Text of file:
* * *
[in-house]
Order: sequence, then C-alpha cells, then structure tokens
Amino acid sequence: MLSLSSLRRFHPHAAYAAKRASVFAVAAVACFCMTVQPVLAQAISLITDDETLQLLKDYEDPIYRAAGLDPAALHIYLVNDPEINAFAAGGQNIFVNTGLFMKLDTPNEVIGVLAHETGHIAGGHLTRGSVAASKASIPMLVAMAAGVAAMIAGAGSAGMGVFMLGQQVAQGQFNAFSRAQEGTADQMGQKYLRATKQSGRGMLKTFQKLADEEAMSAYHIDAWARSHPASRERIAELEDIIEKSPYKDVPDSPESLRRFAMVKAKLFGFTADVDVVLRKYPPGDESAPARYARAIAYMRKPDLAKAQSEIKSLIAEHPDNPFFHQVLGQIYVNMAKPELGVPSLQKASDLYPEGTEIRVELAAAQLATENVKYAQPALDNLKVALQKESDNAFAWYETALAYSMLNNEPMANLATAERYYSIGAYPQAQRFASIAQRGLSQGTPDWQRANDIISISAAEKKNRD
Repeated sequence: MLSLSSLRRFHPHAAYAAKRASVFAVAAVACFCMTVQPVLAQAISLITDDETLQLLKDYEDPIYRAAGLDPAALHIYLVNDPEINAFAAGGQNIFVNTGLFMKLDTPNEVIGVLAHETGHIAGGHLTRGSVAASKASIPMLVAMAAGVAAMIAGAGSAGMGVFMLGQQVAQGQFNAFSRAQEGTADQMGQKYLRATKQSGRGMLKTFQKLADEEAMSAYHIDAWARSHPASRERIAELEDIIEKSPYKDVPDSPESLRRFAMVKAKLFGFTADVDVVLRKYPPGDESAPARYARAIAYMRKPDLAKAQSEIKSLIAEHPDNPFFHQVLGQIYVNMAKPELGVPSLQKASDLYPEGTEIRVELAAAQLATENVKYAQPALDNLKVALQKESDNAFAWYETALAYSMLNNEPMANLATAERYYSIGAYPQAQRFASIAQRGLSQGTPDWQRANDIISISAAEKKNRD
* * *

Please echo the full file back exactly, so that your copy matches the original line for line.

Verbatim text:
[in-house]
Order: sequence, then C-alpha cells, then structure tokens
Amino acid sequence: MLSLSSLRRFHPHAAYAAKRASVFAVAAVACFCMTVQPVLAQAISLITDDETLQLLKDYEDPIYRAAGLDPAALHIYLVNDPEINAFAAGGQNIFVNTGLFMKLDTPNEVIGVLAHETGHIAGGHLTRGSVAASKASIPMLVAMAAGVAAMIAGAGSAGMGVFMLGQQVAQGQFNAFSRAQEGTADQMGQKYLRATKQSGRGMLKTFQKLADEEAMSAYHIDAWARSHPASRERIAELEDIIEKSPYKDVPDSPESLRRFAMVKAKLFGFTADVDVVLRKYPPGDESAPARYARAIAYMRKPDLAKAQSEIKSLIAEHPDNPFFHQVLGQIYVNMAKPELGVPSLQKASDLYPEGTEIRVELAAAQLATENVKYAQPALDNLKVALQKESDNAFAWYETALAYSMLNNEPMANLATAERYYSIGAYPQAQRFASIAQRGLSQGTPDWQRANDIISISAAEKKNRD
Repeated sequence: MLSLSSLRRFHPHAAYAAKRASVFAVAAVACFCMTVQPVLAQAISLITDDETLQLLKDYEDPIYRAAGLDPAALHIYLVNDPEINAFAAGGQNIFVNTGLFMKLDTPNEVIGVLAHETGHIAGGHLTRGSVAASKASIPMLVAMAAGVAAMIAGAGSAGMGVFMLGQQVAQGQFNAFSRAQEGTADQMGQKYLRATKQSGRGMLKTFQKLADEEAMSAYHIDAWARSHPASRERIAELEDIIEKSPYKDVPDSPESLRRFAMVKAKLFGFTADVDVVLRKYPPGDESAPARYARAIAYMRKPDLAKAQSEIKSLIAEHPDNPFFHQVLGQIYVNMAKPELGVPSLQKASDLYPEGTEIRVELAAAQLATENVKYAQPALDNLKVALQKESDNAFAWYETALAYSMLNNEPMANLATAERYYSIGAYPQAQRFASIAQRGLSQGTPDWQRANDIISISAAEKKNRD